Award-winning comedian Prosper Ngomashi, popularly known as Comic Pastor, has opened up about the struggle with depression and financial tailspin throughout the seven years of his career.
A week ago, the monthly Comic Awards host and skit virtuoso posted a heart-rending message asking for prayers from his over 312 000 Facebook followers.
“When you pray today, also pray for me, surely it’s not an easy thing to be an entertainer. We also have our ups and downs, we are human too, we have feelings, we also go through things,” he captioned a snap on his page The Comic Pastor and Associates.
By Friday, the post had attracted thousands of reactions and comments as many sympathised or sought to understand what the jester was going through.
Speaking to Standard Style, the 36-year-old, who referred to the message as “just a simple call for prayer”, said the casual thought that comedians are always happy is a misconception.
“People think we are always happy and jovial, which is very wrong because we go through a lot and have a lot of personal as well as work-related problems,” said Ngomashi.
“People do not seem to care most times because they just want to laugh, but the truth is it is hard for us sometimes.”
Describing the past year as “hell” for artistes because of Covid-19 restrictions that placed a ban on public gatherings, the jester said:
“It has not been easy especially with Covid-19 in the picture.
“Our work was affected because we could not have the usual gigs we do to fend for ourselves, but we are still expected to smile and create content that will make our fans cope,” he said.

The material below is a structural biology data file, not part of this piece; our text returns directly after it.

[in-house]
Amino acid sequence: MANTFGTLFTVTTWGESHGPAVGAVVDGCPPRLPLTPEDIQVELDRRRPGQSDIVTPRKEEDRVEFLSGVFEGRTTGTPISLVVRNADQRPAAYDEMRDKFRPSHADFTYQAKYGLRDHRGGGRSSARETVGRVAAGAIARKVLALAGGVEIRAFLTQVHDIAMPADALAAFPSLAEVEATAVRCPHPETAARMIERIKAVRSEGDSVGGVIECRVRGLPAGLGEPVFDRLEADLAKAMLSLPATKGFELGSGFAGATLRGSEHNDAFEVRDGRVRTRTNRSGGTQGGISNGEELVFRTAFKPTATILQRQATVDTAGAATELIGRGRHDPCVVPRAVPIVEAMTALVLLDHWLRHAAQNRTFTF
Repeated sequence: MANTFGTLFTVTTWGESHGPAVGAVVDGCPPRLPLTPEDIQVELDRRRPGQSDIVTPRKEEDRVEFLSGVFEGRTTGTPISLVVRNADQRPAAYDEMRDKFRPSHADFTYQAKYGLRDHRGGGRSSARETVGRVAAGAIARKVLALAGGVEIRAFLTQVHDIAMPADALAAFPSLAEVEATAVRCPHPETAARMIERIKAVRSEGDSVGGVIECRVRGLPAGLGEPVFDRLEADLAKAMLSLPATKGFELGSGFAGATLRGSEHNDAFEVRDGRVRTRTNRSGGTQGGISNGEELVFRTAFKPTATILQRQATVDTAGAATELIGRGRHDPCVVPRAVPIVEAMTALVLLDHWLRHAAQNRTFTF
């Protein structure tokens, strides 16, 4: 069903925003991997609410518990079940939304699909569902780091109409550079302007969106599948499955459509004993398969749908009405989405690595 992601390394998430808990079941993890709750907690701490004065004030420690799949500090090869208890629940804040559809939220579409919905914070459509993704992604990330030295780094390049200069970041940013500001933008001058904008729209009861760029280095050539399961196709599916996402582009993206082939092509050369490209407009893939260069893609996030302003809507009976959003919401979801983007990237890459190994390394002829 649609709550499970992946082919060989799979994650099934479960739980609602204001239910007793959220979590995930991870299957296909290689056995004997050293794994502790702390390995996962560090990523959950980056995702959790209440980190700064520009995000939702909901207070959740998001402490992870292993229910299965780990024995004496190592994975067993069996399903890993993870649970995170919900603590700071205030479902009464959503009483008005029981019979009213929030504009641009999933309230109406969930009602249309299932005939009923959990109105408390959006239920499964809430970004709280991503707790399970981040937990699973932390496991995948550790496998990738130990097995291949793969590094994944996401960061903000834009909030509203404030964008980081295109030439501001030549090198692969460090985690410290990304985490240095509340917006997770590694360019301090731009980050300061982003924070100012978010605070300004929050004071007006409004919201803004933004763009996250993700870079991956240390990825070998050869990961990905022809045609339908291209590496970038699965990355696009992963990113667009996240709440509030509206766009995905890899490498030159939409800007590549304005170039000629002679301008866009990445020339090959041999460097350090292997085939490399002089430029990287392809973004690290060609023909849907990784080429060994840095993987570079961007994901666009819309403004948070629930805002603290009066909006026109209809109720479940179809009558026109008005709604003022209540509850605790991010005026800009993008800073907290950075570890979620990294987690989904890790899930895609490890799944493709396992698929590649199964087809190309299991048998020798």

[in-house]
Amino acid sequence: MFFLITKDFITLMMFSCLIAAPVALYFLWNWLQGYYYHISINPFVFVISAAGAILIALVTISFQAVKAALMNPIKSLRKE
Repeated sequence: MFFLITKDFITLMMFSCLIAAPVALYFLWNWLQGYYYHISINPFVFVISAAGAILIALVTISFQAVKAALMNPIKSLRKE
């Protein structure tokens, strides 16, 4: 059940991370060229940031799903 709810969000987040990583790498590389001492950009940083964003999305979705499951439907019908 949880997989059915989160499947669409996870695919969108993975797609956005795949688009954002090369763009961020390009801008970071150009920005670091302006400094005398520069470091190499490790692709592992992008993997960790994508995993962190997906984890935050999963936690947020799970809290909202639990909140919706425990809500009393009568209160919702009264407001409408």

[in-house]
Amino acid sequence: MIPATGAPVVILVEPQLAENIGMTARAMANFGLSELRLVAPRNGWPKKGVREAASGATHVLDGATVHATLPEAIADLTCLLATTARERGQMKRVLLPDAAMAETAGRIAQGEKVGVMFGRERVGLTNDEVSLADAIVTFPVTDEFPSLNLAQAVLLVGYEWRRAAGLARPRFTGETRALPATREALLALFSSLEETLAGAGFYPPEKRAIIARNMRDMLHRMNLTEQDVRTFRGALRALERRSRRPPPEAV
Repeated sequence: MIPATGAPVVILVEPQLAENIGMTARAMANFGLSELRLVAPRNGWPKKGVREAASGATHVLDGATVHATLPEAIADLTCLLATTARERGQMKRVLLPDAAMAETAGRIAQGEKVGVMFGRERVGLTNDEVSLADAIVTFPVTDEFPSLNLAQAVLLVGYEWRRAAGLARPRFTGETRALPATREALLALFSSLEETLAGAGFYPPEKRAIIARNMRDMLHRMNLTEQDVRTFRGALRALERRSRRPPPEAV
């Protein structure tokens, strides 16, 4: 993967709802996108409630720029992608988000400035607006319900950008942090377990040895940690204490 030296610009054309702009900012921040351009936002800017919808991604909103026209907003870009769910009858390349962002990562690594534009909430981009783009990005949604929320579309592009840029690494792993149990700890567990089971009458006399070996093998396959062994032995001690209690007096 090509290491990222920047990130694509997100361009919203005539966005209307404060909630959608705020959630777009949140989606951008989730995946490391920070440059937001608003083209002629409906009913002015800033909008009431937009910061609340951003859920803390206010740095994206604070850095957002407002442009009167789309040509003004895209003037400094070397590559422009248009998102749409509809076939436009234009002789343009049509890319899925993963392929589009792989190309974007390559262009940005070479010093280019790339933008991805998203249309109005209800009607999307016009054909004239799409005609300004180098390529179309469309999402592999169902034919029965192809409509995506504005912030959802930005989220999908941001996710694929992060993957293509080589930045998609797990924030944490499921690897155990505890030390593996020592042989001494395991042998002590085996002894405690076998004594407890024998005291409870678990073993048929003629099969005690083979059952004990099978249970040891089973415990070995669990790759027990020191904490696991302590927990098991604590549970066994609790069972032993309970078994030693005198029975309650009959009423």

Ngomashi is not the first comedian to bare his chest about having to deal with a series of grim realities in the background and yet come out smiling in public. Last year, radio personality- cum comedian DJ Shugeta revealed that depression had weighed in on his life.
“Psychiatric therapy is very expensive so I have never tried it. I try to heal through other things like music and laughter, but it is really something a lot of artistes could need,” said Ngomashi.
He urged younger artistes to be strong if they are to survive the daunting tides of being a creative.
“You cannot be an entertainer if you are not strong physically, mentally and spiritually because sometimes people go through things and let it out on you without acknowledging that we also go through things,” Ngomashi said.
“We all just need to be strong because no help is coming. Those we expect help from are also struggling and need out content sometimes to get through it all.
But I appeal to those who can assist any artiste in any way to do so.”
— The Standard